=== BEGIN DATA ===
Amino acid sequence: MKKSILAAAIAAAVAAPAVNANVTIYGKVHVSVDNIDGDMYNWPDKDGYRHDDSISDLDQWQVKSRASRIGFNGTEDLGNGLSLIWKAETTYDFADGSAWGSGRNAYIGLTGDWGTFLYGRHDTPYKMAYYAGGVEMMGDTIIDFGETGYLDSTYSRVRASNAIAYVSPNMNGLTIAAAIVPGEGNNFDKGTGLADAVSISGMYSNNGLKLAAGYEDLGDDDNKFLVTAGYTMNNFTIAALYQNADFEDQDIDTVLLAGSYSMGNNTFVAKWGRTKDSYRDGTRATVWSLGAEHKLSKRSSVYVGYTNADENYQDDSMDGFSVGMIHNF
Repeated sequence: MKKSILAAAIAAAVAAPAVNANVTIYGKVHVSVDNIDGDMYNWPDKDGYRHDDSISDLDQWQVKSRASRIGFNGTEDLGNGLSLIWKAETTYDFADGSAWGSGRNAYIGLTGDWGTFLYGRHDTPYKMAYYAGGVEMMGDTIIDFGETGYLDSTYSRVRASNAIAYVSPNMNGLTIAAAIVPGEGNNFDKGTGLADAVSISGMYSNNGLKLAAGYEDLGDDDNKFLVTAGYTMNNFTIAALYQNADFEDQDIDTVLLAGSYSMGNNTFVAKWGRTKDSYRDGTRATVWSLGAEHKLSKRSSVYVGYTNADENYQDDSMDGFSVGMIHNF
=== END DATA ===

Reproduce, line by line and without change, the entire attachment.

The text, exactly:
Amino acid sequence: MKKSILAAAIAAAVAAPAVNANVTIYGKVHVSVDNIDGDMYNWPDKDGYRHDDSISDLDQWQVKSRASRIGFNGTEDLGNGLSLIWKAETTYDFADGSAWGSGRNAYIGLTGDWGTFLYGRHDTPYKMAYYAGGVEMMGDTIIDFGETGYLDSTYSRVRASNAIAYVSPNMNGLTIAAAIVPGEGNNFDKGTGLADAVSISGMYSNNGLKLAAGYEDLGDDDNKFLVTAGYTMNNFTIAALYQNADFEDQDIDTVLLAGSYSMGNNTFVAKWGRTKDSYRDGTRATVWSLGAEHKLSKRSSVYVGYTNADENYQDDSMDGFSVGMIHNF
Repeated sequence: MKKSILAAAIAAAVAAPAVNANVTIYGKVHVSVDNIDGDMYNWPDKDGYRHDDSISDLDQWQVKSRASRIGFNGTEDLGNGLSLIWKAETTYDFADGSAWGSGRNAYIGLTGDWGTFLYGRHDTPYKMAYYAGGVEMMGDTIIDFGETGYLDSTYSRVRASNAIAYVSPNMNGLTIAAAIVPGEGNNFDKGTGLADAVSISGMYSNNGLKLAAGYEDLGDDDNKFLVTAGYTMNNFTIAALYQNADFEDQDIDTVLLAGSYSMGNNTFVAKWGRTKDSYRDGTRATVWSLGAEHKLSKRSSVYVGYTNADENYQDDSMDGFSVGMIHNF